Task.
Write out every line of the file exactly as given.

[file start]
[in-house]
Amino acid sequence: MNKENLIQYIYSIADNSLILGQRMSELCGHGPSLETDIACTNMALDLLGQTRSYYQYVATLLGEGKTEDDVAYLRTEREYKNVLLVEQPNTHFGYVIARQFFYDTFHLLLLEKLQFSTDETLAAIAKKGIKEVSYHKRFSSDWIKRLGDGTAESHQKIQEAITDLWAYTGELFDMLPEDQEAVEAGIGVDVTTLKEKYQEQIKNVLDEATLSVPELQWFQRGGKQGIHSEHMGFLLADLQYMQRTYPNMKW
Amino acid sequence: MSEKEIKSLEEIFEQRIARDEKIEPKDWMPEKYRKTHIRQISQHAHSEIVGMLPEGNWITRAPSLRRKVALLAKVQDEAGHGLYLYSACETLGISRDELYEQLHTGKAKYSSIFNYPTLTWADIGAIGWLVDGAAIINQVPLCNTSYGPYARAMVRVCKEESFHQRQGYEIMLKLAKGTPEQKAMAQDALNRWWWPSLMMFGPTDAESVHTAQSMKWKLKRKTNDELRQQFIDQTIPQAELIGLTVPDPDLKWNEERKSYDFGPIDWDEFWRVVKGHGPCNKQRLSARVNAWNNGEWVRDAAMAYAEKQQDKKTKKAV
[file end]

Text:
[in-house]
Amino acid sequence: MNKENLIQYIYSIADNSLILGQRMSELCGHGPSLETDIACTNMALDLLGQTRSYYQYVATLLGEGKTEDDVAYLRTEREYKNVLLVEQPNTHFGYVIARQFFYDTFHLLLLEKLQFSTDETLAAIAKKGIKEVSYHKRFSSDWIKRLGDGTAESHQKIQEAITDLWAYTGELFDMLPEDQEAVEAGIGVDVTTLKEKYQEQIKNVLDEATLSVPELQWFQRGGKQGIHSEHMGFLLADLQYMQRTYPNMKW
Amino acid sequence: MSEKEIKSLEEIFEQRIARDEKIEPKDWMPEKYRKTHIRQISQHAHSEIVGMLPEGNWITRAPSLRRKVALLAKVQDEAGHGLYLYSACETLGISRDELYEQLHTGKAKYSSIFNYPTLTWADIGAIGWLVDGAAIINQVPLCNTSYGPYARAMVRVCKEESFHQRQGYEIMLKLAKGTPEQKAMAQDALNRWWWPSLMMFGPTDAESVHTAQSMKWKLKRKTNDELRQQFIDQTIPQAELIGLTVPDPDLKWNEERKSYDFGPIDWDEFWRVVKGHGPCNKQRLSARVNAWNNGEWVRDAAMAYAEKQQDKKTKKAV